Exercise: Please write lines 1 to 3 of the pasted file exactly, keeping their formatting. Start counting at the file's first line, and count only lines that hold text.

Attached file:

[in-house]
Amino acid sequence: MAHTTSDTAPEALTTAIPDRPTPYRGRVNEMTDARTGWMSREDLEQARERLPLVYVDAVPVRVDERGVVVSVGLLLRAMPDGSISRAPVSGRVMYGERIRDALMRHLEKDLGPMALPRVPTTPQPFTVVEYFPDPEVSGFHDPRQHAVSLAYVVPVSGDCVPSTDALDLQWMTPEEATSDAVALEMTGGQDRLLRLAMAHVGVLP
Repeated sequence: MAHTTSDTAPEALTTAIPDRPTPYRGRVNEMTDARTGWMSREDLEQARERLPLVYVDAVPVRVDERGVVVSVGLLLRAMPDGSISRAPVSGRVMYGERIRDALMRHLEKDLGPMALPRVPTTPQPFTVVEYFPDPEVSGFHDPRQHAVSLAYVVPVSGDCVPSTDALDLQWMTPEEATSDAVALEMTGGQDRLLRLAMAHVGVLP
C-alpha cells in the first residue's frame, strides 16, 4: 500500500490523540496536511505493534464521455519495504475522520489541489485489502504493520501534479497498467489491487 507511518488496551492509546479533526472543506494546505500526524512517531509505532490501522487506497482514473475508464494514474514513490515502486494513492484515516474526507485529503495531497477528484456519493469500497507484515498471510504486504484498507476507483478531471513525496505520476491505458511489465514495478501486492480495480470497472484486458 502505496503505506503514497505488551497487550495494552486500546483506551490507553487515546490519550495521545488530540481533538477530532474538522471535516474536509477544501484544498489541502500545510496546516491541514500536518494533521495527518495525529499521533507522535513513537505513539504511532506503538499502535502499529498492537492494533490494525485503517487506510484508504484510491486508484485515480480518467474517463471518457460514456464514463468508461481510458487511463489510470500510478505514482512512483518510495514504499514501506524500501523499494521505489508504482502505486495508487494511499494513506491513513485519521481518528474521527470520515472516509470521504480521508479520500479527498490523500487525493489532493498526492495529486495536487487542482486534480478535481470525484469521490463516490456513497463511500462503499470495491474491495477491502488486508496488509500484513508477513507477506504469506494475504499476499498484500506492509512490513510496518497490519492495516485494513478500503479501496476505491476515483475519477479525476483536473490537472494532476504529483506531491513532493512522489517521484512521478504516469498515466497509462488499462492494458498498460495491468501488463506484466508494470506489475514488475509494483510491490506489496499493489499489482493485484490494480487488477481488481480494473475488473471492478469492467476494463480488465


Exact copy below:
[in-house]
Amino acid sequence: MAHTTSDTAPEALTTAIPDRPTPYRGRVNEMTDARTGWMSREDLEQARERLPLVYVDAVPVRVDERGVVVSVGLLLRAMPDGSISRAPVSGRVMYGERIRDALMRHLEKDLGPMALPRVPTTPQPFTVVEYFPDPEVSGFHDPRQHAVSLAYVVPVSGDCVPSTDALDLQWMTPEEATSDAVALEMTGGQDRLLRLAMAHVGVLP
Repeated sequence: MAHTTSDTAPEALTTAIPDRPTPYRGRVNEMTDARTGWMSREDLEQARERLPLVYVDAVPVRVDERGVVVSVGLLLRAMPDGSISRAPVSGRVMYGERIRDALMRHLEKDLGPMALPRVPTTPQPFTVVEYFPDPEVSGFHDPRQHAVSLAYVVPVSGDCVPSTDALDLQWMTPEEATSDAVALEMTGGQDRLLRLAMAHVGVLP